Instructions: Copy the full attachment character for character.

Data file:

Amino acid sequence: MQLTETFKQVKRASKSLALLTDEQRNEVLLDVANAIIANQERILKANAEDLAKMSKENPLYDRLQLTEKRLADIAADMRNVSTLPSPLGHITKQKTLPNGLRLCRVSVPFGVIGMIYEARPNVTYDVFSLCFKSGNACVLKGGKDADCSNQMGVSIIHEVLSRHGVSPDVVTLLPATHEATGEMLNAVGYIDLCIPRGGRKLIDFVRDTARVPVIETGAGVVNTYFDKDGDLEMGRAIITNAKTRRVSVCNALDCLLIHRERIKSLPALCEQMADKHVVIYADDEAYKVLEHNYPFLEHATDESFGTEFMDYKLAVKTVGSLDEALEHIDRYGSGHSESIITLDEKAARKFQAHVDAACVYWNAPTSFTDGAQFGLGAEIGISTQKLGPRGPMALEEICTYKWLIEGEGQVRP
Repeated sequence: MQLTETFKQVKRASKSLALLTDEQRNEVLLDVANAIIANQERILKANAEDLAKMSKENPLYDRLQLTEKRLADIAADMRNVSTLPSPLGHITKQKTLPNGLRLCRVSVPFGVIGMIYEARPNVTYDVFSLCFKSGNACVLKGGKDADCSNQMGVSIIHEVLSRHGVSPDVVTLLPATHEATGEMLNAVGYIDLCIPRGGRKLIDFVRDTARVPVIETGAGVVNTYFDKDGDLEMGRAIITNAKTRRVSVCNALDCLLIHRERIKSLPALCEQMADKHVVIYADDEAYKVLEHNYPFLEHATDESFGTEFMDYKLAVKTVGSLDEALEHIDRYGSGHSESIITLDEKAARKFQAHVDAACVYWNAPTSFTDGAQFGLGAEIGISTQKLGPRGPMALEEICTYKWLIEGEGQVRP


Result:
Amino acid sequence: MQLTETFKQVKRASKSLALLTDEQRNEVLLDVANAIIANQERILKANAEDLAKMSKENPLYDRLQLTEKRLADIAADMRNVSTLPSPLGHITKQKTLPNGLRLCRVSVPFGVIGMIYEARPNVTYDVFSLCFKSGNACVLKGGKDADCSNQMGVSIIHEVLSRHGVSPDVVTLLPATHEATGEMLNAVGYIDLCIPRGGRKLIDFVRDTARVPVIETGAGVVNTYFDKDGDLEMGRAIITNAKTRRVSVCNALDCLLIHRERIKSLPALCEQMADKHVVIYADDEAYKVLEHNYPFLEHATDESFGTEFMDYKLAVKTVGSLDEALEHIDRYGSGHSESIITLDEKAARKFQAHVDAACVYWNAPTSFTDGAQFGLGAEIGISTQKLGPRGPMALEEICTYKWLIEGEGQVRP
Repeated sequence: MQLTETFKQVKRASKSLALLTDEQRNEVLLDVANAIIANQERILKANAEDLAKMSKENPLYDRLQLTEKRLADIAADMRNVSTLPSPLGHITKQKTLPNGLRLCRVSVPFGVIGMIYEARPNVTYDVFSLCFKSGNACVLKGGKDADCSNQMGVSIIHEVLSRHGVSPDVVTLLPATHEATGEMLNAVGYIDLCIPRGGRKLIDFVRDTARVPVIETGAGVVNTYFDKDGDLEMGRAIITNAKTRRVSVCNALDCLLIHRERIKSLPALCEQMADKHVVIYADDEAYKVLEHNYPFLEHATDESFGTEFMDYKLAVKTVGSLDEALEHIDRYGSGHSESIITLDEKAARKFQAHVDAACVYWNAPTSFTDGAQFGLGAEIGISTQKLGPRGPMALEEICTYKWLIEGEGQVRP